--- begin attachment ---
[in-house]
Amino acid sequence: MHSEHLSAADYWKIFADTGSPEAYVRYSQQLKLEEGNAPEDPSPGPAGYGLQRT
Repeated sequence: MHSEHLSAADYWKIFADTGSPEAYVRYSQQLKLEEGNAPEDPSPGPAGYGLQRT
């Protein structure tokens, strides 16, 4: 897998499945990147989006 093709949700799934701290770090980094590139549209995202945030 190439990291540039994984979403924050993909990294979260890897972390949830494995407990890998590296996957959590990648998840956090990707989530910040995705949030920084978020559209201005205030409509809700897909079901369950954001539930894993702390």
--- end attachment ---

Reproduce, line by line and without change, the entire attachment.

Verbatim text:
[in-house]
Amino acid sequence: MHSEHLSAADYWKIFADTGSPEAYVRYSQQLKLEEGNAPEDPSPGPAGYGLQRT
Repeated sequence: MHSEHLSAADYWKIFADTGSPEAYVRYSQQLKLEEGNAPEDPSPGPAGYGLQRT
């Protein structure tokens, strides 16, 4: 897998499945990147989006 093709949700799934701290770090980094590139549209995202945030 190439990291540039994984979403924050993909990294979260890897972390949830494995407990890998590296996957959590990648998840956090990707989530910040995705949030920084978020559209201005205030409509809700897909079901369950954001539930894993702390």